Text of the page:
Output path 88 is directly connected in a conventional manner to a bin sorter 90 as is generally known and as is disclosed in commonly assigned U.S. Pat. No. 3,467,371 incorporated in its entirety by reference herein. Bin sorter 90 includes a vertical bin array 94 which is conventionally gated (not shown) to deflect a selected sheet into a selected bin as the sheet is transported past the bin entrance. An optional gated overflow top stacking or purge tray may also be provided for each bin set. The vertical bin array 94 may also be bypassed by actuation of a gate for directing sheets serially onward to a subsequent finishing station. The resulting sets of prints are then discharged to finisher 96 which may include a stitcher mechanism for stapling print sets together and/or a thermal binder system for adhesively binding the print sets into books. A stacker 98 is also provided for receiving and delivering final print sets to an operator or to an external third party device.
All document handler, xerographic imaging sheet feeding and finishing operations are preferably controlled by a generally conventional programmable controller 100. The controller 100 is additionally programmed with certain novel functions and graphic user interface features for the general operation of the electrostatographic printing system 2 and the dual path paper feeder of the present invention. The controller 100 preferably comprises a known programmable microprocessor system, as exemplified by the above cited and other extensive prior art (i.e., U.S. Pat. No. 4,475,156, and its references), for controlling the operation of all of the machine steps and processes described herein, including actuation of the document and copy sheet feeders and inverters, gates, etc. As further taught in the references, the controller 100 also conventionally provides a capability for storage and comparison of the numerical counts of the copy and document sheets, the number of documents fed and recirculated in a document or print set, the desired number of copy sets, and other functions which may be input into the machine by the operator through an input keyboard control or through a variety of customized graphic user interface screens. Control information and sheet path sensors (not shown) are utilized to control and keep track of the positions of the respective document and copy sheets as well as the operative components of the printing apparatus via their connection to the controller. The controller 100 may be conventionally connected to receive and act upon jam, timing, positional and other control signals from various sheet sensors in the document recirculation paths and the copy sheet paths. In addition, the controller 100 can preferably automatically actuate and regulate the positions of sheet path selection gates, including those gates associated with the dual path paper feeder, depending upon the mode of operation selected by the operator and the status of copying in that mode.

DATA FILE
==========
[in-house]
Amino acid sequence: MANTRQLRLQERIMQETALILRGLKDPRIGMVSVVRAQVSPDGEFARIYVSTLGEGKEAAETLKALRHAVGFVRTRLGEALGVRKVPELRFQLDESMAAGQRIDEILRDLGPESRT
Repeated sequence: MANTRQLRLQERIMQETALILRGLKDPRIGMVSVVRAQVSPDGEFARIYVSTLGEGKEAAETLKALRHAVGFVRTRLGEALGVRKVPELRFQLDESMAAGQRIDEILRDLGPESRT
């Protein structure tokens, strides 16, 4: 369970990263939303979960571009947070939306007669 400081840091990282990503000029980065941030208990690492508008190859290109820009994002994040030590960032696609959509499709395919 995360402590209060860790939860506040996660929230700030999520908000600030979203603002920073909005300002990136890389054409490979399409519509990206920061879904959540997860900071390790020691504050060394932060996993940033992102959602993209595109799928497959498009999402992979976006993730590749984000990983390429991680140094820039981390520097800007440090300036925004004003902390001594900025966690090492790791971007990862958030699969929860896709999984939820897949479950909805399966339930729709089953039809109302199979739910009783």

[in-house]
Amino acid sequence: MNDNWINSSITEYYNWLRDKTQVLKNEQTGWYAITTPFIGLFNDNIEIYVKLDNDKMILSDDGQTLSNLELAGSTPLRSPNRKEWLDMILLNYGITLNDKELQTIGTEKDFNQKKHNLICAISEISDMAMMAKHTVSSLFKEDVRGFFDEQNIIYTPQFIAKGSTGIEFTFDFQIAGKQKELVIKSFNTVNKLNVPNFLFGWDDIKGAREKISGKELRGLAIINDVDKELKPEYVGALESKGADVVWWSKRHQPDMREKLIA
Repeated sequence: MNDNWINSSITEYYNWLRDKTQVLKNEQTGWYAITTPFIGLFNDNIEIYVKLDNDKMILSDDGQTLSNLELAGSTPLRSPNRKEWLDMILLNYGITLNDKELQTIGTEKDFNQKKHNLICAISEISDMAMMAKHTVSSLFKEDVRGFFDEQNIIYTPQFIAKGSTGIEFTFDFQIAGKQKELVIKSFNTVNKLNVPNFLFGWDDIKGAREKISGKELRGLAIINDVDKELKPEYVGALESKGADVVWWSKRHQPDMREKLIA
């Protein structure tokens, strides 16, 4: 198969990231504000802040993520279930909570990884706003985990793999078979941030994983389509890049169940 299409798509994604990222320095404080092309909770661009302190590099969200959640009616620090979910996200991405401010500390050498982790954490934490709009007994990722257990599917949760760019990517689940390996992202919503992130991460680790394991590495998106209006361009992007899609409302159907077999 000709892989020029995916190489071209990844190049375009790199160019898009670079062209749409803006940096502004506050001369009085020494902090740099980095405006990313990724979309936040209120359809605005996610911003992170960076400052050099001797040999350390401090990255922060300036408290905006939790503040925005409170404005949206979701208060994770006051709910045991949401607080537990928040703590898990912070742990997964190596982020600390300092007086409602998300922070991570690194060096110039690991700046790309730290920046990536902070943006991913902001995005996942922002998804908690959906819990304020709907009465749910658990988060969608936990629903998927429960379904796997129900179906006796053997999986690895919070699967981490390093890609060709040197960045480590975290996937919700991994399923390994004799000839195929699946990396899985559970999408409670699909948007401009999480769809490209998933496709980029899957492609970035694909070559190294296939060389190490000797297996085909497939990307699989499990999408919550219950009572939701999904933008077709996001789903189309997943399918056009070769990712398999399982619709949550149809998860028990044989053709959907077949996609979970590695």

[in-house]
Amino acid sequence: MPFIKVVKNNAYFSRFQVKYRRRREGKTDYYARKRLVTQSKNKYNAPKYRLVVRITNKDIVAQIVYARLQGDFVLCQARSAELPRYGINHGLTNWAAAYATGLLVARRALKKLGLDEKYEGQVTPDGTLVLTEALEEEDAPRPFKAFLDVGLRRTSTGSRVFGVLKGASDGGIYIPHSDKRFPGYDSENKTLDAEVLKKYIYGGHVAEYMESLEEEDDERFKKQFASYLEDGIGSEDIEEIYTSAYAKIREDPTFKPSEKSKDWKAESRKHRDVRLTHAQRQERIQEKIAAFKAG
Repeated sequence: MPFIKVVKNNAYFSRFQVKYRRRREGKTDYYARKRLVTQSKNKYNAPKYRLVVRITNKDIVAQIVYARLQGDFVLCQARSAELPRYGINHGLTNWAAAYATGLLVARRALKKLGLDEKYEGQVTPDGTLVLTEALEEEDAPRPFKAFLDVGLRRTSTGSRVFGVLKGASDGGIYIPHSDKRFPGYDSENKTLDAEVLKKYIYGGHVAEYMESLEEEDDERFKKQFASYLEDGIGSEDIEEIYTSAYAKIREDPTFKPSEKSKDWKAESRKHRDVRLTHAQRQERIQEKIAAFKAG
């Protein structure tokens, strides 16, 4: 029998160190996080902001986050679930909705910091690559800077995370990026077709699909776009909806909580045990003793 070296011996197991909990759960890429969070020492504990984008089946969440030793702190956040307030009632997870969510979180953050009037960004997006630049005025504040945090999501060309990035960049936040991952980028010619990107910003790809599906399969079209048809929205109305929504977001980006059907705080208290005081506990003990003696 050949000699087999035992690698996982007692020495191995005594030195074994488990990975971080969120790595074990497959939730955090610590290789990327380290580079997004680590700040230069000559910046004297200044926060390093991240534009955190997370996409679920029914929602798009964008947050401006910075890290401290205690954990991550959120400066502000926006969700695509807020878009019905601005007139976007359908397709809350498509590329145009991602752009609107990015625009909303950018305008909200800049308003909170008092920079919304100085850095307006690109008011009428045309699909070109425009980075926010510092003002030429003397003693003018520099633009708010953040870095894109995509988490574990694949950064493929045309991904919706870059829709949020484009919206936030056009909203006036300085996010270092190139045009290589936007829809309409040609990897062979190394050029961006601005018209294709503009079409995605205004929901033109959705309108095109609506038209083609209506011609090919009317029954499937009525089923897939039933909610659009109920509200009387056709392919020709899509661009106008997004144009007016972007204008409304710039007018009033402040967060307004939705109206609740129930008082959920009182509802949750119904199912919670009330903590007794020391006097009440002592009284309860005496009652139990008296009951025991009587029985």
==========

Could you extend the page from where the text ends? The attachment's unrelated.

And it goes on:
It shall be understood from the above description that multiple print jobs, once programmed, are scanned and printed and finished under the overall control of the machine controller 100. The controller 100 controls all the printer steps and functions as described herein, including imaging onto the photoreceptor, paper delivery, xerographic functions associated with developing and transferring the developed image onto the paper, and collation of sets and delivery of collated sets to the binder or stitcher, as well as to the stacking device 98. The printer controller 100 typically operates by initiating a sequencing schedule which is highly efficient in monitoring the status of a series of successive print jobs to be printed and finished in a consecutive fashion. This sequencing schedule may also utilize various algorithms embodied in printer software to introduce delays for optimizing particular operations.
Turning now to the specific example of the invention, as disclosed herein, and in particular as illustrated in FIG. 1, sheet transfer apparatus 102 is shown. The sheet transfer apparatus 102 is connected to first sheet feeding apparatus 104 for feeding copy sheets 106 from processing station 110 (see FIG. 6). Referring again FIG. 1, the sheet transfer apparatus 102 is further connected to a second sheet feeding apparatus 112 which passes sheets from the sheet transfer apparatus 102 to the finishing section 8 (see FIG. 6).
An insert feed assembly 114 may also be connected to the sheet transfer apparatus 102. The insert feed assembly 114 is used to transfer insert 116 from the auxiliary paper tray 11 or auxiliary paper tray 12 (see FIG. 6).
Referring again to FIG. 1, the copying system 2 preferably also includes an inverter 118 for inverting the copy sheet 106. Any suitable, durable mechanism such as lever 117 may be used to divert sheets to the inverter 118 for inversion thereof. Any suitable, durable mechanism may be used to urge the sheet 106 into and out of the inverter 118, for example feed roll assembly 119 similar to feed roll assembly 130 may be used.